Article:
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“Endometriosis is an immune and inflammatory problem that’s triggered by cyclic hormonal changes and worsened by chronic environmental-toxin exposure,” explains integrative-medicine physician and herbalist Aviva Romm, MD. While the exact causes of the condition remain unclear, these are some possible contributing factors.

1) Retrograde Menstruation

Among the possible causes of endometriosis, explains Cindy Geyer, MD, a functional-medicine physician at the UltraWellness Center in Lenox, Mass, a primary suspect is retrograde menstruation. “The cells of the endometrium, instead of flowing outward as in a menstrual period, flow backward up the fallopian tube and end up in the abdominal cavity. Once they’re there, they can take up residence and attach to the ovaries or other organs.”

Still, this condition alone can’t explain endometriosis. “Most women have some degree of retrograde menstruation,” Geyer says. “It’s actually normal.”

In most cases, the innate immune system recognizes the cells as a foreign presence in the abdomen, and it destroys them, she notes. “So, what is it that defines the 10 or 11 percent of women for whom those cells end up in the abdominal cavity and don’t get taken care of by the innate immune system?”

To answer that, Geyer says we need to look at “secondary imbalances that create an environment in which the cells attach, grow, proliferate, and cause a perpetuating cycle of inflammation and scarring.”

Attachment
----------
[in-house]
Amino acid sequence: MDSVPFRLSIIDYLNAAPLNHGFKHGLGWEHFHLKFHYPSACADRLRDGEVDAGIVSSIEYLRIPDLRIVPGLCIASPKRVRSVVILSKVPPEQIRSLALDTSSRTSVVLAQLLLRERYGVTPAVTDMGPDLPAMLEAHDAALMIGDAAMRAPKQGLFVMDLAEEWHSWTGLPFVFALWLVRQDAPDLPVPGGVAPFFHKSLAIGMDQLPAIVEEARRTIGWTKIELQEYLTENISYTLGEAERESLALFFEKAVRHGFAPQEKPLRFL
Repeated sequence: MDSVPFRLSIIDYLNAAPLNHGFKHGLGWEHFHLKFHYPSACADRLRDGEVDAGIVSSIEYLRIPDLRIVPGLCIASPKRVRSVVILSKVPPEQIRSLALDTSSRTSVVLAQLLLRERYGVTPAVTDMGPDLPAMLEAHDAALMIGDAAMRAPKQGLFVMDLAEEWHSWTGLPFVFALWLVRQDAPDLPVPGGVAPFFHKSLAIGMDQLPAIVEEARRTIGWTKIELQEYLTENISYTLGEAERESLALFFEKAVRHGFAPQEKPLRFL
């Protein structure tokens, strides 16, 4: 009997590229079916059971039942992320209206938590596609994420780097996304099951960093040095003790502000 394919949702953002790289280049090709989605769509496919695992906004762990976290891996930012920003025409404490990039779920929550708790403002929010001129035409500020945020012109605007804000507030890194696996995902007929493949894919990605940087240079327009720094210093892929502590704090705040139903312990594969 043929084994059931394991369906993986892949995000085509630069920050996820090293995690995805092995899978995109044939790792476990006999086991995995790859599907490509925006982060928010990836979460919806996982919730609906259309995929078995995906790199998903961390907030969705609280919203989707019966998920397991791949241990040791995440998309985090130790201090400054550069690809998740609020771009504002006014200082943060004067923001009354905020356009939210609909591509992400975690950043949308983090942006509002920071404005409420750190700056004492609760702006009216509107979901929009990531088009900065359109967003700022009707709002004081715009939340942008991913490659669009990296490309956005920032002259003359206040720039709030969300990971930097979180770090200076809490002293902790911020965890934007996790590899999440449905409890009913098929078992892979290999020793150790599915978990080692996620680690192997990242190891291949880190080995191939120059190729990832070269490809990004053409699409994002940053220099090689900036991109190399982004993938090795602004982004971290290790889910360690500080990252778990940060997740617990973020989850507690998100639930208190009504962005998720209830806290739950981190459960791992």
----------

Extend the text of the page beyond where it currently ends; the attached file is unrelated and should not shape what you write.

2) Hormonal Imbalance

Our sex hormones, adrenal hormones, and thyroid hormones interact in dynamic and complex ways. When considering hormonal conditions, it can be more useful to look at the balance — or imbalance — among hormones rather than at any single one in isolation. “In people with endometriosis, we tend to see less progesterone on board and more estrogen,” says integrative practitioner Marcelle Pick, OB-GYN, NP.

Endometriosis is considered an estrogen-related disease because that hormone acts as a sort of fertilizer for the growth of the errant cells. Many of the conventional treatments for the condition, such as birth control pills, aim to decrease the production of estrogen and increase progesterone, which helps thin both the lining of the uterus and endometrial lesions.

Yet endometrial implants can generate estrogen themselves, creating more fertilizer for their own growth. This is why birth control pills, hysterectomy, and even menopause don’t always reliably relieve the condition.

Estrogen metabolism and detoxification are key to reducing overall estrogen load. Genetics play a role here, as do environmental toxins, which increase the burden on the body’s detoxification system.

3) Genetics

There’s evidence of a genetic component to endometriosis, though no single gene has been identified as the culprit. “Endometriosis is more common in first-degree relatives of women who’ve had endometriosis,” Geyer says. “There also seems to be an epigenetic component, in which the intrauterine environment can influence the baby’s future risk for endometriosis.” (Epigenetics describes the way our behaviors and environments affect our gene expression.)